Since Volkswagen stepped out of the game this year, I can’t write a Super Bowl wrap-up about their campaigns. Instead, I’ll focus on the big standout at the Super Bowl: Always’ “Like a Girl” ad. It was the big, flashy culmination of a year-long campaign. If you somehow haven’t seen it, go watch it, now.
This ad is having a big moment. It was called “groundbreaking” by The Huffington Post, and one of the “Top 5 Moments for Women” by Makers. But it misses the mark on both the feminist side and on marketing to their target audience.
- As Elissa Stein pointed out, “I thought they did a great job, but it has zero to do with menstruation.” Making an ad that creates emotions in your audience is great, but it needs to link back to your audience to be effective. Emotional depth without a concrete message makes your brand forgettable.
- The ad had a great idea, buried ninety seconds deep in the spot: “A Girl’s Confidence Plummets During Puberty.” Always says they want to change that…but how? By selling their product? Is there a charitable side of this campaign? It’s a crucial fact, but it isn’t connected to the rest of the campaign.
- The common phrase is “like a girl”, but using the word “girl” and not “woman” undercuts the seriousness of their message. The other side of this coin is the common phrase is “like a man,” as in “fight like a man” or “think like a man.” The theme still casts women as children and men as adults.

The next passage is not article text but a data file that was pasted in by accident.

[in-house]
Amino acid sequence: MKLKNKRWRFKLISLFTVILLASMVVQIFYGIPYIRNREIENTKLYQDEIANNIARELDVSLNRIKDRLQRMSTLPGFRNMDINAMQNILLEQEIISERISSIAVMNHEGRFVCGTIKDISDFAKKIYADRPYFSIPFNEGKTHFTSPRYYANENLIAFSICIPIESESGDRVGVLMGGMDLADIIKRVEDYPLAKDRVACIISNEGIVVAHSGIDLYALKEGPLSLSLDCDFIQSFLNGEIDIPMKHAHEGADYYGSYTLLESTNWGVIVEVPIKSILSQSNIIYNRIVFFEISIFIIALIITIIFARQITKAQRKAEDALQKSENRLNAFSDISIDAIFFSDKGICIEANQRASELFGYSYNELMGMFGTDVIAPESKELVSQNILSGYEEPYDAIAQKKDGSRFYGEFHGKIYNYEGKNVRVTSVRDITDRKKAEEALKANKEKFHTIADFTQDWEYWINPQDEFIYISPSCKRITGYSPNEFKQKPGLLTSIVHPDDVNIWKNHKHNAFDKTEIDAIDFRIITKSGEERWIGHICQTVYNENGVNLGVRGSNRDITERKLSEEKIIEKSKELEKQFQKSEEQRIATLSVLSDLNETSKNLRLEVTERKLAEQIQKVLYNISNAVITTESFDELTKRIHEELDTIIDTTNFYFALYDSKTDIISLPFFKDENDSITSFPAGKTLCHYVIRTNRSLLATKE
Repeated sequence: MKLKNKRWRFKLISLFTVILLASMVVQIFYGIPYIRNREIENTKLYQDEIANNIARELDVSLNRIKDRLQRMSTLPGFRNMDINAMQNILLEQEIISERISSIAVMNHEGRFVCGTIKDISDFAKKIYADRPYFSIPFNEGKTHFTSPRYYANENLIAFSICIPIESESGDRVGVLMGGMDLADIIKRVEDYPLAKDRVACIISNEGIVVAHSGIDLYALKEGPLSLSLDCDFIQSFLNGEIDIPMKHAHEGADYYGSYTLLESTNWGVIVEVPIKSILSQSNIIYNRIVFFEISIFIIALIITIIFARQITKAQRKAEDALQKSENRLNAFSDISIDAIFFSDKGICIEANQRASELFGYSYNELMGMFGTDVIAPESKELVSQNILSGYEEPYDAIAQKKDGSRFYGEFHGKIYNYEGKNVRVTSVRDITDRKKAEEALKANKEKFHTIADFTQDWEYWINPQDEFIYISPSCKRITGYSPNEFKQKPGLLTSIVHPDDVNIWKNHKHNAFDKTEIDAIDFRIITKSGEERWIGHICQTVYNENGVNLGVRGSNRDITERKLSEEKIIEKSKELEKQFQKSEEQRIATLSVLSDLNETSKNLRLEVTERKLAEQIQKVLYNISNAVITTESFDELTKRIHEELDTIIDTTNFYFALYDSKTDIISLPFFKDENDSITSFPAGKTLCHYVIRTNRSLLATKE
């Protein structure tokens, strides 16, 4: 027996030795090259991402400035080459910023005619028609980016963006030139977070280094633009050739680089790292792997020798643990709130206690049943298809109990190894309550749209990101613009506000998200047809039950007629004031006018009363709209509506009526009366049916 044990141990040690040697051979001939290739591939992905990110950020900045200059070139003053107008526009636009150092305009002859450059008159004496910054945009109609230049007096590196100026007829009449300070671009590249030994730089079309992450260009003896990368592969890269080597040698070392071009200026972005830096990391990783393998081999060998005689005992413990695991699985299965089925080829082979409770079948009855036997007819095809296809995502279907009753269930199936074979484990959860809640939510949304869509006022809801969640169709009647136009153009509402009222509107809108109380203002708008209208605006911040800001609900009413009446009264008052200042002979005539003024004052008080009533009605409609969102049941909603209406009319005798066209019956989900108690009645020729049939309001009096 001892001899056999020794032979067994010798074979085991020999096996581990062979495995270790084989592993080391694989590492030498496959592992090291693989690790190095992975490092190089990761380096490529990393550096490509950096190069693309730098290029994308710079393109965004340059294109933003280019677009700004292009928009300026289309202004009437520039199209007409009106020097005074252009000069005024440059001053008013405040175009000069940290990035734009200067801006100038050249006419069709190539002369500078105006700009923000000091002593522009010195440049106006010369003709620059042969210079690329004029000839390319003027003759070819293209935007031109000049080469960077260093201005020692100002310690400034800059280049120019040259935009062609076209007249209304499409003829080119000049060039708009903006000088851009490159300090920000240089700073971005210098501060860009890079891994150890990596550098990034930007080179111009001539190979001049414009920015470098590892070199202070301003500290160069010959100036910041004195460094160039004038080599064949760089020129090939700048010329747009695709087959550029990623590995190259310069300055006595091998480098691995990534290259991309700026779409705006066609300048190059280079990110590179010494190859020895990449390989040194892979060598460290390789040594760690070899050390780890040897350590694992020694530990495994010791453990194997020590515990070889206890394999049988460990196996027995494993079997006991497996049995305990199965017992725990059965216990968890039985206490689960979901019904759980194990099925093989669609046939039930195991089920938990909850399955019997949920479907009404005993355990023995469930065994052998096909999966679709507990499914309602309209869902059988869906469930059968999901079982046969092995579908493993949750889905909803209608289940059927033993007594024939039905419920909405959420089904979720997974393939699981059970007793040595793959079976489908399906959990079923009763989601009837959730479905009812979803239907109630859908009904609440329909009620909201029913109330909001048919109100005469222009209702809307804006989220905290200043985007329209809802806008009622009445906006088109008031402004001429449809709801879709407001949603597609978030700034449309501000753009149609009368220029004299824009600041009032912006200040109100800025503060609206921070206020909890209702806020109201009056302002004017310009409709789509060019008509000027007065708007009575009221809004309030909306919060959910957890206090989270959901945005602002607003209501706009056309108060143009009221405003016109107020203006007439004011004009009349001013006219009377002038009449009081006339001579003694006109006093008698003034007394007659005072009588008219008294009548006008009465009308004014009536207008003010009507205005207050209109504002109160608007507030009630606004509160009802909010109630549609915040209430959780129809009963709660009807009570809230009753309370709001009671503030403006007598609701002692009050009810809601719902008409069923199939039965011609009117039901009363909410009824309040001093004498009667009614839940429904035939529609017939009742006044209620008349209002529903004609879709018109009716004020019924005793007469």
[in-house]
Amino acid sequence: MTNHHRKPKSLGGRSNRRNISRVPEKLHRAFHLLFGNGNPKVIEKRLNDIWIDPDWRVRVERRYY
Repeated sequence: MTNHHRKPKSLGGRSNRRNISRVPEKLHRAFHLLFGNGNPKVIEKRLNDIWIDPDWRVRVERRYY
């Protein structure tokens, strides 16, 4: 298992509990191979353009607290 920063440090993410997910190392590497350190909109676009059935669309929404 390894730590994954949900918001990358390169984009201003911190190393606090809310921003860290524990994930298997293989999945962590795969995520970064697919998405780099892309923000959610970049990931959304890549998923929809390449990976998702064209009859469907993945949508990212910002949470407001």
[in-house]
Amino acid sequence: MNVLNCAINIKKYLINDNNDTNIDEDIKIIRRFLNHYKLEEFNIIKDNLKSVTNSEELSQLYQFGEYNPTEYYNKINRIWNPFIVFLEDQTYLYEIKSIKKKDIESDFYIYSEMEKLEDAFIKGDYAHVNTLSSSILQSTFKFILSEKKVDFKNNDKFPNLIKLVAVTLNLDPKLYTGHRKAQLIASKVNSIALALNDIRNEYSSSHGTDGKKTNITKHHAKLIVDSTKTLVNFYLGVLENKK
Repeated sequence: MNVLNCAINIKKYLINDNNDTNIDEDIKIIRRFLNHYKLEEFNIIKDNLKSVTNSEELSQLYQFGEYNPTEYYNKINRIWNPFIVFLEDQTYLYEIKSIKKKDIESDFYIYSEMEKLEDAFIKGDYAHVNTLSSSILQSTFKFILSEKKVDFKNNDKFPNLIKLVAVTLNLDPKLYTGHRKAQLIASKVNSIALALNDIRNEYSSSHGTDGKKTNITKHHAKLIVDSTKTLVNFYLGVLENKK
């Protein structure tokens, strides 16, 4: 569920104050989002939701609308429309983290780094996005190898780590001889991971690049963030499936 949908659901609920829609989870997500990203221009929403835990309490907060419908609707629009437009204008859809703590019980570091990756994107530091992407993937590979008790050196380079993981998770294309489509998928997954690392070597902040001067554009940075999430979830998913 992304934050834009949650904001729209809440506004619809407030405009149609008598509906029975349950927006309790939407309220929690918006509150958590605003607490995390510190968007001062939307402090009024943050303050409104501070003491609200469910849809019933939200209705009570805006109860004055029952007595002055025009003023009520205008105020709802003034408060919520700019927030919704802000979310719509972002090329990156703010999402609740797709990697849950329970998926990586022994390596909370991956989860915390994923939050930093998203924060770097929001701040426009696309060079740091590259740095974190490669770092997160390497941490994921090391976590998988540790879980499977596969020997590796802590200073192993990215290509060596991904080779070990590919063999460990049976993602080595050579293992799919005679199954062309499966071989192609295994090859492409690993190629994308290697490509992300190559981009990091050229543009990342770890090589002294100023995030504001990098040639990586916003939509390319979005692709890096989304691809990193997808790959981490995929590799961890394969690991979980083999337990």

- There are much, much better ads that already talk about menstruation, body image/functions, and or puberty without resorting to schmaltzie, empty platitudes. Hello Flo, Poo Pourri, Dear Kate, and U by Kotex all take frank looks at unpleasant bodily functions with a fun, feminine twist.
The thing that irks me the most is that this ad is still clearly sexist. The concept argues that categories where men succeed are the crucial measures of success: the ad argues that women’s athletic abilities are just as valid as men’s, but in a way that states that male-dominated fields are still the most important categories we measure.
Imagine an ad campaign championing women roles for men:
- Clean like a man.
- Smell like a teenager.
- Dress like a boy.
- Cook like a guy.
This ad doesn’t make any sense. Empowerment is wonderful, but we need to empower people to do their own, wonderful thing–not just prove they’re just as good as someone else.